• 28. trauma, critical care and surgical emergenciessummary   8. Solomonov E, Hirsh M, Yahiya A, Krausz MM. The effect of vigorous fluid resuscitation in uncontrolled hemorrhagic shock following massive splenicThe primary treatment of hemorrhagic shock is control of the injury. Crit Care Med 2000; 28: 749–54.source of bleeding as soon as possible and fluid replacement (1A).   9. Bickell WH, Shaftan GW, Mattox KL. Intravenous fluid administration andIn controlled hemorrhagic shock, where the source of blood loss uncontrolled hemorrhage. J Trauma 1989; 29: 409.has been occluded, fluid replacement is aimed toward normaliza- 10. Border JR, Lewis FR, Aprahamian C et al. Prehospital trauma care-stabiliza-tion of hemodynamic and metabolic parameters (1A). In uncon- tion or scoop and run. J Trauma 1983; 23: 708–11. 11. Smith JP, Bodai BI, Hill AS et al. Prehospital stabilization of critically injuredtrolled hemorrhagic shock, in which bleeding has temporarily patients: a failed concept. J Trauma 1985; 25: 65–70.stopped because of hypotension, vasoconstriction, and local clot 12. Lewis FR. Prehospital intravenous fluid therapy: physiologic computerformation, rapid evacuation to a surgical facility is the first treat- modeling. J Trauma 1986; 26: 804–11.ment priority (1A). Restoration of circulation in this condition 13. Bickell WH, wall MJ Jr, Pepe PE et al. Immediate versus delayed fluid resus-aims to regain radial pulse and sensorium and to maintain systo- citation for hypotensive patients with penetrating torso injuries. N Engl J Med 1994; 331: 1105–09.lic blood pressure in the 60–80 mmHg range (hypotensive or 14. Bickell WH, Bruttig SP, Millnamow GA, O’Benar J, Wade CE. The detri-permissive resuscitation), until the bleeding source is surgically mental effects of intravenous crystalloids after aortotomy in swine. Surgerycontrolled in the operating theatre (1B). 1991; 110: 529–36. When evacuation time is shorter than 1 h, airway and breath- 15. Krausz MM, Bar Ziv M, Rabinovici R, Gross D. “Scoop and run “ or stabilizeing must be secured, and the patient should be transported to a hemorrhagic shock with normal saline or small-volume hypertonic saline? J Trauma 1992; 33: 6–10.surgical facility without spending precious time on introducing 16. Kowalenko T, Stern SA, Dronen SC, Wang X. Improved outcome withintravenous lines that can be attempted en route (1A). When the hypotensive resuscitation of uncontrolled hemorrhagic shock in a swineexpected transport time exceeds 1 h, intravenous lines should be model. J Trauma 1992; 33: 349–53.established and hypotensive resuscitation is continued until sur- 17. Kreimeier U, Lackner CK, Pruckner S, Ruppert M, Peter K. Permissivegical control of the bleeding source is accomplished (1A). hypotension in severe trauma. Anaesthetist 2002; 51: 787–99. 18. Dubick MA, Atkins JL. Small-volume fluid resuscitation for the far-forward Ringer’s lactate, FFP, and PRBC transfusions are the mainstays combat environment: current concepts. J Trauma 2003; 54: S43–S45.of prehospital and in-hospital treatment of severe hemorrhagic 19. Lu YQ, Cai XJ, Gu LH et al. Experimental study of controlled fluid resus-shock (1B). Recent studies have demonstrated that the acute citation in the treatment of severe and uncontrolled hemorrhagic shock.coagulopathy of trauma is often present before resuscitation J Trauma 2007; 63(4): 798–804.efforts (2B). This has led to the introduction of novel resuscita- 20. Fowler R, Pepe PE. Prehospital care of the patient with major trauma. Emerg Med Clin North Am 2002; 20: 953–74.tion practices for severely injured patients, which focus on limit- 21. Krausz MM. Fluid resuscitation strategies in the Israeli army. J Trauma 2003;ing the amount of crystalloid and PRBC given, while increasing 54: S39–S42.the ratio of transfused FFP and platelets (damage control resus- 22. Dubick MA, Atkins JL. Small-volume fluid resuscitation in the far forwardcitation). When massive transfusion is indicated, a PRBC: FFP: combat environment: current concepts. J Trauma 2003; 54: S43–S45.platelet ratio of 1: 1: 1 is recommended (1B). 23. Schreiber MA, Tieu B. Hemostasis in operation Iraqi Freedom III. Surgery 2007; 142: S61–S66. The benefits of small volume resuscitation with hypertonic 24. Hirshberg A, Hoyt DB, Mattox KL. Timing of fluid resuscitation shapessaline, reported in some clinical trials, have been only marginal, the hemodynamic response to uncontrolled hemorrhage: analysis usingand indications for its use are presently limited to military sce- dynamic modeling. J Trauma 2006; 60: 1221–27.narios where weight and volume considerations are of special 25. Chen RY, Fan FC, Schuessler GB et al. Regional cerebral blood flow andconcern (2B). oxygen consumption of the canine brain during hemorrhagic hypotension. Stroke 1984; 15: 343–50. Hemoglobin-based solutions hold promise as effective resusci- 26. Blumenfeld A, Melamed E, Kalmovich B et al. Prehospital resuscitation intation tools that may improve oxygen-carrying capacity without trauma: The Israel Defense Force-Medical Corpse (IDF-MC) consensusthe storage, compatibility, or disease transmission problems asso- panel summary. J Israeli Milit Med 2004; 1: 6–10.ciated with allogeneic blood transfusion. Phase III clinical stud- 27. Chesnut RM, Marshal LF, Klauber MR et al. The role of secondary brain injuryies have not yet proven their clear-cut advantages compared to in determining outcome from severe head injury. J Trauma 1993; 128: 571–78. 28. Bourlington PR, Shackford SR, Shiffer C, Nichols P. Delayed fluid resuscita-standard resuscitation regimens (2C). tion of head injury and uncontrolled hemorrhagic shock Arch Surg 1998; 133: 390–98.references 29. Boldt J. Fluid choice for resuscitation of the trauma patient: a review of the  1. MacKenzie EJ, Morris JA Jr, Smith GS, Fabey M. Acute hospital costs of physiological, pharmacological, and clinical evidence. Can J Anesth 2004; trauma in the United states: implications for regionalized systems of care. 51: 500–13. J Trauma 1990; 30: 1096–103. 30. Talving P, Palstedt J, Riddez L. Prehospital management and fluid resusci-  2. Sauaia A, Moore FA, Moore EE, Brennan R, Read RA. Epidemiology of tation in hypotensive trauma patients admitted to Karolinska University trauma deaths: a reassessment. J Trauma 1995; 38: 185–93. Hospital in Stockholm. Prehosp Disast Med 2005; 20: 228–34.  3. Demetriades D, Murray J, Charalambides K et al. Trauma fatalities: time and 31. Moore FA, Moore EE, Sauaia A. Blood transfusion: an independent risk location of hospital deaths. J Am Coll Surg 2004; 198: 20–06. factor for postinjury multiple organ failure. Arch Surg 1997; 132: 620–25.  4. Bachter CR, Canizaro PC, Shires GT. Fluid resuscitation of hemorrhagic 32. Croce MA, Tolley EA, Claridge JA, Fabian TC. Transfusions result in pulmo- shock. Postgrad Med 1970; 48: 95–09. nary morbidity and death after a moderate degree of injury. J Trauma 2005;  5. American College of surgeons Committee on trauma. In: Advanced 59: 19–23. Trauma Life Support (ATLS) course for physicians. J Am Coll Surg 1997; 33. Kava DS, Holcomb JB, Norris GC, Hess JR. Fresh whole blood transfusion: a 6: 87–106. controversial military practice. J Trauma 2006; 61: 181–84.  6. Gross D, Landau EH, Assalia A, Krausz MM. Is hypertonic saline safe in 34. Broil K, Singh J, Heron M, Coats T. Acute traumatic coagulopathy. J Trauma “uncontrolled” hemorrhagic shock. J Trauma 1988; 28: 751–56. 2003; 54: 1127–30.  7. Bickell WH, Bruttig SP, Wade CE. Hemodynamic response to abdominal 35. Ketchum L, Hess JR, Impala S. Indications for early fresh frozen plasma, cryo- aortotomy in anesthetized swine. Circ Shock 1989; 28: 321–32. precipitate and platelet transfusion in trauma. J Trauma 2006; 60: S51–S60.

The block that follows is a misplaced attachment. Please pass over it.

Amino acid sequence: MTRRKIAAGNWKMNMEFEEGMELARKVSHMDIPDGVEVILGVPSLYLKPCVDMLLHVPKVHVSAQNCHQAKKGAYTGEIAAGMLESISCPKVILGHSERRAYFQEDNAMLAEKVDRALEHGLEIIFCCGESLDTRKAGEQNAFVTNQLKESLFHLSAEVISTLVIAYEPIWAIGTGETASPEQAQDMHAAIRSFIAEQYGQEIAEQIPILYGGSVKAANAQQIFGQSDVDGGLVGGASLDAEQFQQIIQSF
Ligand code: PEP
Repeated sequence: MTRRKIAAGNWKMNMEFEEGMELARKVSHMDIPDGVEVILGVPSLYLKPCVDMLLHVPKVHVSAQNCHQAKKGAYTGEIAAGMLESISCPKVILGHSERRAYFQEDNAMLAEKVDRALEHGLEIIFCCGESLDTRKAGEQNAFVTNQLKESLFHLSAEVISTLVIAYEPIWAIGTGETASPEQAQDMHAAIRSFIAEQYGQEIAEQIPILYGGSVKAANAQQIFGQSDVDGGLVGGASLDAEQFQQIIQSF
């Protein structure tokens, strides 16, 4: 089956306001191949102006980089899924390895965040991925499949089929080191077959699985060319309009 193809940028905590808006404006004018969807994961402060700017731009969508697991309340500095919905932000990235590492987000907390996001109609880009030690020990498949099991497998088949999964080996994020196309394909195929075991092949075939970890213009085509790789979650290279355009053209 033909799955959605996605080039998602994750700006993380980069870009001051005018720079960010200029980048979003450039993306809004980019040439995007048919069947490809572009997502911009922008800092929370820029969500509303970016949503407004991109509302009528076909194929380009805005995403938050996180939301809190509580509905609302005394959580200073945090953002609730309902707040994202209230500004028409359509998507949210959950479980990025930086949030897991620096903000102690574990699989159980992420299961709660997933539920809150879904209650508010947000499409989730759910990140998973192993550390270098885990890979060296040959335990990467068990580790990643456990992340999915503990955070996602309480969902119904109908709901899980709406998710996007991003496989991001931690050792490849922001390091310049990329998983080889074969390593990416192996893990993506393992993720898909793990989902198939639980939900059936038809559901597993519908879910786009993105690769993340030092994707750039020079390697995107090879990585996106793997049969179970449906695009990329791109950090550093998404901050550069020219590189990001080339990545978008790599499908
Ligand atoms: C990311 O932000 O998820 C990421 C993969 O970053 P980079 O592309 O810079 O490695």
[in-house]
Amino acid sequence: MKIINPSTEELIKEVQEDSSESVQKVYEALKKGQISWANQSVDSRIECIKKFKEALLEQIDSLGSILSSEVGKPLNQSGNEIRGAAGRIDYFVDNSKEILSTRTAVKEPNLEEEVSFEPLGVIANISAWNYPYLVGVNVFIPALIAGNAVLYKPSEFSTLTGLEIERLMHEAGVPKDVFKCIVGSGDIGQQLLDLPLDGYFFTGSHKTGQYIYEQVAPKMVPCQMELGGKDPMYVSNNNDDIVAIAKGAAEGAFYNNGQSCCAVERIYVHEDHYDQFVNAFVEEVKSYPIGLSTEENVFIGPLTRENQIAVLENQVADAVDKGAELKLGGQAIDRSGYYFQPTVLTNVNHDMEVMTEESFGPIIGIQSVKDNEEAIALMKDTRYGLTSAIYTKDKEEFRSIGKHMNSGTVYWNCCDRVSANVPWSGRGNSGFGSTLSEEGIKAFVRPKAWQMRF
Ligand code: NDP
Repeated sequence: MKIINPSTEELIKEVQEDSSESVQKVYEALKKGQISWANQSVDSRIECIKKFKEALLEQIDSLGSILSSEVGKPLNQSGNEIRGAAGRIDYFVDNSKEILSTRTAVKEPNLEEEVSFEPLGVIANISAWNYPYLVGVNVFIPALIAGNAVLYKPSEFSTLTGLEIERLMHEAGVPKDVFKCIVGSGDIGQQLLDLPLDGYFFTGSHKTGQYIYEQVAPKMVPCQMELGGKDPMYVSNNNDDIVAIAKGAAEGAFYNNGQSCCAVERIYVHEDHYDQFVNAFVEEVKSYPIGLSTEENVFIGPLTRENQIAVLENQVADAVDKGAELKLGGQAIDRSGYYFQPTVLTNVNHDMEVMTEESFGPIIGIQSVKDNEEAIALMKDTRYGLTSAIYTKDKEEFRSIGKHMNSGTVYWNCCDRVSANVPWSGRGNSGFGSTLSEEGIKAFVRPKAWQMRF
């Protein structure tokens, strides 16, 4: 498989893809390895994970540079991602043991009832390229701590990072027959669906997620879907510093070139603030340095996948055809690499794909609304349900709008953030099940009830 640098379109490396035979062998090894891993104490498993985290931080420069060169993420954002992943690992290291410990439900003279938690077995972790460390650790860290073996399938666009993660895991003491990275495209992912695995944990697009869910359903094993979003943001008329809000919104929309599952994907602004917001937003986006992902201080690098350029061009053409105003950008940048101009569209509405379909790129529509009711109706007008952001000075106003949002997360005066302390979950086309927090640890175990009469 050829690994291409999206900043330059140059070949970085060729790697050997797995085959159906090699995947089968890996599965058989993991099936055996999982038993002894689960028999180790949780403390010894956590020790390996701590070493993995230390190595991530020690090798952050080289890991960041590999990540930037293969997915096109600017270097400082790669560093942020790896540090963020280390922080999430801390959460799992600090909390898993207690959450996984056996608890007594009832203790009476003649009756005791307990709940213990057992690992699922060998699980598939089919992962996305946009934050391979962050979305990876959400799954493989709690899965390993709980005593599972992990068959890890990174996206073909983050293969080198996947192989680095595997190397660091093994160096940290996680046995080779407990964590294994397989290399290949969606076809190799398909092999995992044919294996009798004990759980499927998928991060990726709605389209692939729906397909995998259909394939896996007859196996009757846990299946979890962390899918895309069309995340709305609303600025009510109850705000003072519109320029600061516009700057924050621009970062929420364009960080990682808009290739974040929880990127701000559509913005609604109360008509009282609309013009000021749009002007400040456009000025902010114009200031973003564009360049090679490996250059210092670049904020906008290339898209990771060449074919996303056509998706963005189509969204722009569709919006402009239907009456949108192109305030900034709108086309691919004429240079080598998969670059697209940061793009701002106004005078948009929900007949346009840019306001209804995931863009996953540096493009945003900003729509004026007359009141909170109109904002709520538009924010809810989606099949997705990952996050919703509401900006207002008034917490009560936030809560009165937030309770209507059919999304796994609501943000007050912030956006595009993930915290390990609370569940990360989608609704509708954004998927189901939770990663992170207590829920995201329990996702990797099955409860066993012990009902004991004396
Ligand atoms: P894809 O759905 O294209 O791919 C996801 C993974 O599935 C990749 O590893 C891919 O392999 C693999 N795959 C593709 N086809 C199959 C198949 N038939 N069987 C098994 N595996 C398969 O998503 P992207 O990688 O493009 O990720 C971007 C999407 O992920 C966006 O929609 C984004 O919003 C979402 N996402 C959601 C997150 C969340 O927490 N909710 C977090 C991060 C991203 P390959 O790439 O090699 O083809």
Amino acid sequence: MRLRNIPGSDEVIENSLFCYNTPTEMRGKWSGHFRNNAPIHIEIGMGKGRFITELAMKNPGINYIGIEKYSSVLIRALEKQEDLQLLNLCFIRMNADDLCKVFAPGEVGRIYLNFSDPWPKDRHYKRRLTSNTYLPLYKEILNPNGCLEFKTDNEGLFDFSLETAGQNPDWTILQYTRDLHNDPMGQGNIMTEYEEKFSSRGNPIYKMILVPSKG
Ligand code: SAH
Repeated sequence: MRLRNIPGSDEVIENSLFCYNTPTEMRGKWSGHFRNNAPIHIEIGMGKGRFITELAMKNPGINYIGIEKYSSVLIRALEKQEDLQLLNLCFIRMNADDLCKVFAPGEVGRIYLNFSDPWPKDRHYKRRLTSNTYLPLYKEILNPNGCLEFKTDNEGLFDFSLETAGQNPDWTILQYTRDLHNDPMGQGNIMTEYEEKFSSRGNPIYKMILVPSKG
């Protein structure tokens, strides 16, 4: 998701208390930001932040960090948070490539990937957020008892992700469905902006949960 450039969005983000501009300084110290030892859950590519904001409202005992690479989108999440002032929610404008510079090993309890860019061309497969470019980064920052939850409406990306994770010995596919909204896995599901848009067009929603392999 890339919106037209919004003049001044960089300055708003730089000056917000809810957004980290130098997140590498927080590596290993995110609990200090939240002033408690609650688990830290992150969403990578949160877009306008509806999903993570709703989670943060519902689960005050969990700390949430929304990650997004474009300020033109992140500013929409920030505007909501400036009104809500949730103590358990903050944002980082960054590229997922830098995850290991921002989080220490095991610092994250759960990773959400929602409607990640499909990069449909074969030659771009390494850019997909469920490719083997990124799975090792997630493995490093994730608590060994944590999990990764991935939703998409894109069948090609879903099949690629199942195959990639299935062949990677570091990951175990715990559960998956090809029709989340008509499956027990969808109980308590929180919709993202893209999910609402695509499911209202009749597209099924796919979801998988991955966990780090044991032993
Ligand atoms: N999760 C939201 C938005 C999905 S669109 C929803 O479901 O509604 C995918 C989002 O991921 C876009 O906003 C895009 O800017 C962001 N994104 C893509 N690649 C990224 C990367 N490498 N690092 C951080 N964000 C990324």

• 29. fluid resuscitation for the trauma patient36. Broil K, Singh J, Heron M, Coats T. Acute traumatic coagulopathy. J Trauma 54. Krausz MM. Initial resuscitation of hemorrhagic shock. World J Emerg Surg 2003; 54: 1127–30. 2006; 1: 14.37. Broil K, Cohen MJ, Günter MT et al. Acute traumatic coagulopathy: initi- 55. Nagy KK, Davis J, Duda J et al. A comparison of pentastarch and lactated ated by hypoperfusion. Ann Surg 2007; 245: 812–18. Ringer’s solution in the resuscitation of patients with hemorrhagic shock38. Hess JR, Holcomb JB, Hoyt DB. Damage control resuscitation: the need for Circ shock 1993; 40: 289–94. specific blood products to treat the coagulopathy of trauma. Transfusion 56. Smani Y, Labrude P, Vignerone C, Faivre B. Hemoglobin based oxygen car- 2006; 46: 685–86. rier and trials to substitute red blood cells. Transfus Clin Biol 2007; 14(5):39. Hess JR, Lawson JH. The coagulopathy of trauma versus disseminated intra- 464–73. vascular coagulation. J Trauma 2006; 60: S12–S19. 57. Gentilello LM, Jurkovich GJ, Stark MS, Hassantash SA, O’Keefe GE. Is hypo-40. Holcomb JB, JerkinsD, Rhee P et al. Damage control resuscitation: directly thermia in the victim of major trauma protective or harmful? A randomized addressing the early coagulopathy of trauma. J Trauma 2007; 62: 307–10. prospective study. Ann Surg 1997; 226: 439–49.41. Martinowitz U, Michaelson M. Guidelines for the use of recombinant acti- 58. Marik PE. The optimal endpoint of resuscitation in trauma patients. Crit vated factor VII (rFVIIa) in uncontrolled bleeding: a report by the Israeli Care 2003; 7: 19–20. multidisciplinary rFVIIa task force. J Tromb Hemost 2005; 3: 640–48. 59. Dahan E, Orbach S, Weiss YG. Fluid management in trauma. Int Anesthesiol42. Spinella PC, Perkins JB, Grathwohl KW et al. Effect of plasma and red cell Clin 2003; 38: 141–48. transfusions on survival of patients with combat related traumatic injuries. 60. Ivatury RR, Simon RJ, Islam S et al. A prospective randomized study on J Trauma 2008; 64: S69–S78. endpoints of resuscitation after major trauma: global oxygen transport43. Vaupshas HJ, Levy M. Distribution of saline following acute volume load- indices versus organ-specific gastric mucosal pH. J Am Coll Surg 1996; 183: ing: postural effects. Clin Invest Med 1990; 13: 165–77. 145–54.44. Dutton RP. Fluid management in the trauma patient. Crit Care Pain 2006; 6: 61. Abramson D, Scalea TM, Hitchcocck R et al. Lactate clearance and survival 144–47. following injury. J Trauma 1993; 35: 584–88.45. Rhee PD, Burris C, Kaufman M et al. Lactated Ringer’s solution causes neu- 62. Gomersll CD, Joynt GM, Freebairn RC et al. Resuscitation of critically ill trophil activation after hemorrhagic shock. J Trauma 1998; 44: 313–19. patients based on the results of gastric tonometry. Crit Care Med 2000; 28:46. Hierholzer CB, Harbrecht JM, Menezes J. Essential role of nitric oxide in the 607–12. initiation of the inflammatory response after hemorrhagic shock. J Exp Med 63. Soller BR, Cingo N, Puyana JC et al. Simultaneous measurement of tissue 1998; 187: 917–24. pH, venous oxygen saturation and hemoglobin by near infrared spectros-47. Mattox KL, Maningas PA, Moore EE et al. Prehospital hypertonic saline/ copy. Shock 2001; 15: 106–11. dextran infusion for post-traumatic hypotension- The U.S.A. multicenter 64. Waxman K, Annas C, Daughters K et al. A method to determine the ade- trial. Ann Surg 1991; 213: 482–91. quacy of resuscitation using tissue oxygen monitoring. J Trauma 1994; 36:48. Wade CE, Kramer GC, Grady JJ, Fabian TC, Younas RN. Efficacy of hyper- 852–56. tonic 7.5% saline and 6% dextran 70 in treating trauma: a meta-analysis of controlled clinical studies. Surgery 1997; 122: 609–16.49. Longnecker DE, Baxt WG, Fratantoni JC et al. Protocols of Care at the Site of Level of Evidence—Grading Recommendations Injury. In: Fluid Resuscitation. State of Science for Treating Combat Casualties and Civilian Injuries. Institute of Medicine Committee on Fluid Resuscitation for 1A—Strong recommendation, high-quality evidence Combat Casualties. National Academy Press, Washington DC, 1999: 97–137. 1B—Strong recommendation, moderate-quality evidence50. Nolan J. Fluid resuscitation for the trauma patient. Resuscitation 2001; 48: 1C—Strong recommendation, low-quality or very 57–69.51. Rabinovici R, Gross D, Krausz MM. Small-volume infusion of 7.5 percent low-quality evidence NaCl in 6 percent dextran 70 for the treatment of uncontrolled hemorrhagic 2A—Weak recommendation, high-quality evidence shock. Surg Gynecol Obstet 1989; 169: 137–42. 2B—Weak recommendation, moderate-quality evidence52. Choi PTL, Yip G, Quinoez LG et al. Crystalloids vs colloids in fluid resuscita- 2C—Weak recommendation, low-quality or very tion: a systematic review. Crit Care Med 1999; 27: 200–10. low-quality evidence53. Schierhout G, Roberts I. Fluid resuscitation with colloid or crystalloid solu- tions in critically ill patients: a systematic review of randomized trials. Brit Chest 2006; 129: 174–81 Med J 1998; 316: 961–68. 